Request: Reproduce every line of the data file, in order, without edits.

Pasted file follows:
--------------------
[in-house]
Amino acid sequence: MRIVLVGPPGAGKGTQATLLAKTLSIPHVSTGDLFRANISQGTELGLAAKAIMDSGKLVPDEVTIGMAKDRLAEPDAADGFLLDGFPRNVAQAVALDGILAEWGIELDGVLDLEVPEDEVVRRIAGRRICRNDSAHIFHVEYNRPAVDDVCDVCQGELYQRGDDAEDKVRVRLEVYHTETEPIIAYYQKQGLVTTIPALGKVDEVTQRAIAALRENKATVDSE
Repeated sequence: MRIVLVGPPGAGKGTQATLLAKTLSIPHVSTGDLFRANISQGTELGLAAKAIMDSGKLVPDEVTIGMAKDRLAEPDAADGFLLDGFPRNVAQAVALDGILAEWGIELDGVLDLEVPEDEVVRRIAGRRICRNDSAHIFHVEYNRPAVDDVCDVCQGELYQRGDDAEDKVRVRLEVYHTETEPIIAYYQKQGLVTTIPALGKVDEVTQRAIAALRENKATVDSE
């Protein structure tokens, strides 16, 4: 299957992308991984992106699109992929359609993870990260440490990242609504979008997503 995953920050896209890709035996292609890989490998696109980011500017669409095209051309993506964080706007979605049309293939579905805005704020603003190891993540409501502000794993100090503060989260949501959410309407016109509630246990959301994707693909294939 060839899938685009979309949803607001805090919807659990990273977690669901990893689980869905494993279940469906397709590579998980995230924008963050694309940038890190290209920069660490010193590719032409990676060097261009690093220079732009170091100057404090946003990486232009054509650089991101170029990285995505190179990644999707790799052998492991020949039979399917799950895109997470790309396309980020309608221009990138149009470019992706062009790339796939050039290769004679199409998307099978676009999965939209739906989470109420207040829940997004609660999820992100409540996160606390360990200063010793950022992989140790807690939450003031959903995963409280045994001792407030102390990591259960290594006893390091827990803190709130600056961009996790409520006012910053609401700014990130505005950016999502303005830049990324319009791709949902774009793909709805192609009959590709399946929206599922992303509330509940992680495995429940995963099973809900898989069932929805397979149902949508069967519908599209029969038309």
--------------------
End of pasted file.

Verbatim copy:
[in-house]
Amino acid sequence: MRIVLVGPPGAGKGTQATLLAKTLSIPHVSTGDLFRANISQGTELGLAAKAIMDSGKLVPDEVTIGMAKDRLAEPDAADGFLLDGFPRNVAQAVALDGILAEWGIELDGVLDLEVPEDEVVRRIAGRRICRNDSAHIFHVEYNRPAVDDVCDVCQGELYQRGDDAEDKVRVRLEVYHTETEPIIAYYQKQGLVTTIPALGKVDEVTQRAIAALRENKATVDSE
Repeated sequence: MRIVLVGPPGAGKGTQATLLAKTLSIPHVSTGDLFRANISQGTELGLAAKAIMDSGKLVPDEVTIGMAKDRLAEPDAADGFLLDGFPRNVAQAVALDGILAEWGIELDGVLDLEVPEDEVVRRIAGRRICRNDSAHIFHVEYNRPAVDDVCDVCQGELYQRGDDAEDKVRVRLEVYHTETEPIIAYYQKQGLVTTIPALGKVDEVTQRAIAALRENKATVDSE
């Protein structure tokens, strides 16, 4: 299957992308991984992106699109992929359609993870990260440490990242609504979008997503 995953920050896209890709035996292609890989490998696109980011500017669409095209051309993506964080706007979605049309293939579905805005704020603003190891993540409501502000794993100090503060989260949501959410309407016109509630246990959301994707693909294939 060839899938685009979309949803607001805090919807659990990273977690669901990893689980869905494993279940469906397709590579998980995230924008963050694309940038890190290209920069660490010193590719032409990676060097261009690093220079732009170091100057404090946003990486232009054509650089991101170029990285995505190179990644999707790799052998492991020949039979399917799950895109997470790309396309980020309608221009990138149009470019992706062009790339796939050039290769004679199409998307099978676009999965939209739906989470109420207040829940997004609660999820992100409540996160606390360990200063010793950022992989140790807690939450003031959903995963409280045994001792407030102390990591259960290594006893390091827990803190709130600056961009996790409520006012910053609401700014990130505005950016999502303005830049990324319009791709949902774009793909709805192609009959590709399946929206599922992303509330509940992680495995429940995963099973809900898989069932929805397979149902949508069967519908599209029969038309």